Internet messaging platform

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An Internet messaging platform is any system on the Internet that exchanges messages for the purpose of human communications.

Messaging platforms are considered one of few key Internet infrastructure elements. What used to be only referred to as email and IM has evolved into a complex multi-media email, instant messaging, and related fixed and mobile messaging infrastructure. One can argue that everything transmitted on the Internet and wireless telecommunication links is a message of one sort or another.


In the beginning there was Sendmail and many other mail delivery agents soon followed (Postfix etc.) Once email spam and computer virus problems started becoming prevalent in the early 1990s. These critical Internet infrastructure systems had to be patched and the underlying protocols changed -or in some cases ignored- to deal with these issues.[1] Thus was born the messaging platform. Large telecommunication operators and internet service providers needed flexible, easily deployed and scaled messaging systems for quickly growing messaging services and cell phone networks (for examples see SMS and BlackBerry.) The flexibility required related to the deployment or integration with anti-spam, anti-virus, business and end user required customization, prompted by in-house marketing concerns and usually provided by third party solutions. At the same time they had to be able to work with already deployed account authentication systems.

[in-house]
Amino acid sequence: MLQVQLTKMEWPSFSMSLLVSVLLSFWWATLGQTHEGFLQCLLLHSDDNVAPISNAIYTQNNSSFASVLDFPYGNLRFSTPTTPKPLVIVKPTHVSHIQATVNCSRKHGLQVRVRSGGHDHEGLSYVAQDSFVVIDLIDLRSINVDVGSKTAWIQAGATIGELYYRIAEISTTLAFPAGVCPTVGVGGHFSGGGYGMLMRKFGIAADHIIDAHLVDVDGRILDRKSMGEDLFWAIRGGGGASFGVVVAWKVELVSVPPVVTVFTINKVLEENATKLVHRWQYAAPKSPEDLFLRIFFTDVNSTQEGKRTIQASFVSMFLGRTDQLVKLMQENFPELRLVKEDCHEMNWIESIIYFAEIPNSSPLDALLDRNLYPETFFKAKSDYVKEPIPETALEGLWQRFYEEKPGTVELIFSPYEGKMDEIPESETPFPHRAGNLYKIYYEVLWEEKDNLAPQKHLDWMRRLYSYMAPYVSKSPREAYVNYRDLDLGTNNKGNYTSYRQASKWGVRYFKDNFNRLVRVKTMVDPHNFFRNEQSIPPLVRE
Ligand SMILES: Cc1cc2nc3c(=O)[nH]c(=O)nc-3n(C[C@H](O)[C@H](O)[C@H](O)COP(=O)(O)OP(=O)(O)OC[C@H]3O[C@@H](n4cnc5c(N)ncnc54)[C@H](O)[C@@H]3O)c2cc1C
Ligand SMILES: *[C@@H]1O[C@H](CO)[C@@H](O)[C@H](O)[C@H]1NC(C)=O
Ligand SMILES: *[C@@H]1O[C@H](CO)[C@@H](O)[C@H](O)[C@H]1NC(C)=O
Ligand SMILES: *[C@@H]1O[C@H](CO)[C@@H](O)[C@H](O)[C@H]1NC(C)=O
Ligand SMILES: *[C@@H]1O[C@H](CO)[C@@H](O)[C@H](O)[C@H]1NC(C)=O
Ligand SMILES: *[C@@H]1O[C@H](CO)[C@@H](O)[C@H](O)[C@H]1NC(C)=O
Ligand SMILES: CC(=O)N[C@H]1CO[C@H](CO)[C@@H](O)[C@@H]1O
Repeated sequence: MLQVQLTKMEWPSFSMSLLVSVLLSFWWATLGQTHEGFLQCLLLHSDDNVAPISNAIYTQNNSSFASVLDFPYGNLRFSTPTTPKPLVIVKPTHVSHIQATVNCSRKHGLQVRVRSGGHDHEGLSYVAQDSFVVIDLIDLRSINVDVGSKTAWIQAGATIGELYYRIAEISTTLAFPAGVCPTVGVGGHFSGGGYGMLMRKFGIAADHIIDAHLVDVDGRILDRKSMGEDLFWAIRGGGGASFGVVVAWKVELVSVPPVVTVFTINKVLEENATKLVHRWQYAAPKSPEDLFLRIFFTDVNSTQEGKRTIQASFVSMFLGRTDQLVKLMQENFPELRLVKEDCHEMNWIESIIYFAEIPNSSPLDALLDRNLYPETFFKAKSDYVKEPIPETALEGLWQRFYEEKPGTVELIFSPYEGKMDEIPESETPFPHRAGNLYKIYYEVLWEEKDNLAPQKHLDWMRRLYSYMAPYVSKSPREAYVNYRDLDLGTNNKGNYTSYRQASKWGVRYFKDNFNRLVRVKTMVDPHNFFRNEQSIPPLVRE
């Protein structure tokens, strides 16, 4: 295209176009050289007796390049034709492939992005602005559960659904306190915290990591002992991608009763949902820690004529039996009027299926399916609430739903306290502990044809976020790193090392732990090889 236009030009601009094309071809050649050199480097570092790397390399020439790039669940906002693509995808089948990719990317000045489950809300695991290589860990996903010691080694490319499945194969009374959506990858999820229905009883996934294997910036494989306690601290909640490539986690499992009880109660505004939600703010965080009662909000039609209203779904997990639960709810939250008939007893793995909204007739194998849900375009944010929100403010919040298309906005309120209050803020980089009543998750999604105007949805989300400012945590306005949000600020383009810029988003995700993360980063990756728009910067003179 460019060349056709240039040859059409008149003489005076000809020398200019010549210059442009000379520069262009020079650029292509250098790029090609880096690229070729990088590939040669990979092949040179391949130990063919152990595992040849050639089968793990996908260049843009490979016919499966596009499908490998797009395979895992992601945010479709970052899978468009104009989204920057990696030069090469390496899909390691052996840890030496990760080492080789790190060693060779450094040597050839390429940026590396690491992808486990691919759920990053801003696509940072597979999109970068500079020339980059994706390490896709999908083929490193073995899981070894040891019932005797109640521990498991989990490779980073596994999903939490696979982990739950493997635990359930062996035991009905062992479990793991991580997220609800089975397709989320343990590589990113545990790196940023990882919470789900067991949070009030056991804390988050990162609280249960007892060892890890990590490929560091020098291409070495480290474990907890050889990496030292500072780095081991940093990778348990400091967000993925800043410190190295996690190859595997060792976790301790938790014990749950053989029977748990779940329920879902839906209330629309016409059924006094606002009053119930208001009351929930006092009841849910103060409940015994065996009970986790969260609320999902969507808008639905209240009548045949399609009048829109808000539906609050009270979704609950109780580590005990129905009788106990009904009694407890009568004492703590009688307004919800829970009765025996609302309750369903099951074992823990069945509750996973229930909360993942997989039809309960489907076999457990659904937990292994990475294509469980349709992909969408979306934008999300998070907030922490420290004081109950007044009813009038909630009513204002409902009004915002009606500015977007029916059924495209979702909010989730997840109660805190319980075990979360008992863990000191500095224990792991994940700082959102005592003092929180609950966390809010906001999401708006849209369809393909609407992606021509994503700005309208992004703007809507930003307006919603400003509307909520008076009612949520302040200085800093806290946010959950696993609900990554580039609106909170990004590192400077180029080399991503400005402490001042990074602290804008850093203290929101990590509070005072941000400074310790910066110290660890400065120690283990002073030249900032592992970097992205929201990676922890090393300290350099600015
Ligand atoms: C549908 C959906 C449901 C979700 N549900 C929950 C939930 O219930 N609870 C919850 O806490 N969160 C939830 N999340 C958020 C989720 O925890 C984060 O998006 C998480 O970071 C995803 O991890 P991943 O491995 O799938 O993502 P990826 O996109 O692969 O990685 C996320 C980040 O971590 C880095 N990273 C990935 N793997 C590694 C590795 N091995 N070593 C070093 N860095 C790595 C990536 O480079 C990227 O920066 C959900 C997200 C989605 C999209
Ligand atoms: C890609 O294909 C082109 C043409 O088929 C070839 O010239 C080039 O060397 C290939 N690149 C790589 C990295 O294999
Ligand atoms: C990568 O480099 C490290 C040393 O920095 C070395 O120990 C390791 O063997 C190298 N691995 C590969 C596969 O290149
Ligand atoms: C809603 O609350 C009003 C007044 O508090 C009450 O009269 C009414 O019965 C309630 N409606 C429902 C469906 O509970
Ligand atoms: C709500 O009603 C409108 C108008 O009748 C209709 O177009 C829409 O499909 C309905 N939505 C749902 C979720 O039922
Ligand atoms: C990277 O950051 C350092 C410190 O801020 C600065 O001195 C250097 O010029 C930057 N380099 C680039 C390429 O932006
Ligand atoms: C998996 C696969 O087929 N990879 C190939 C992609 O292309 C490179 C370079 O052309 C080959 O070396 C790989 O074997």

Some medium and large telecommunication operators have large investments in in-house solutions, others have always purchased third-party solutions. Smaller operators and ISPs have generally relied on open-source software, like Sendmail, and in-house system administrators for maintenance.[citation needed]

See also[edit]


  1. ^ Claudio Correlli and David Kennedy (2005). Ubiquitous Services and Applications. Margret Schneider. ISBN 3-8007-2891-5.  - By European Institute for Research and Strategic Studies in Telecommunications.

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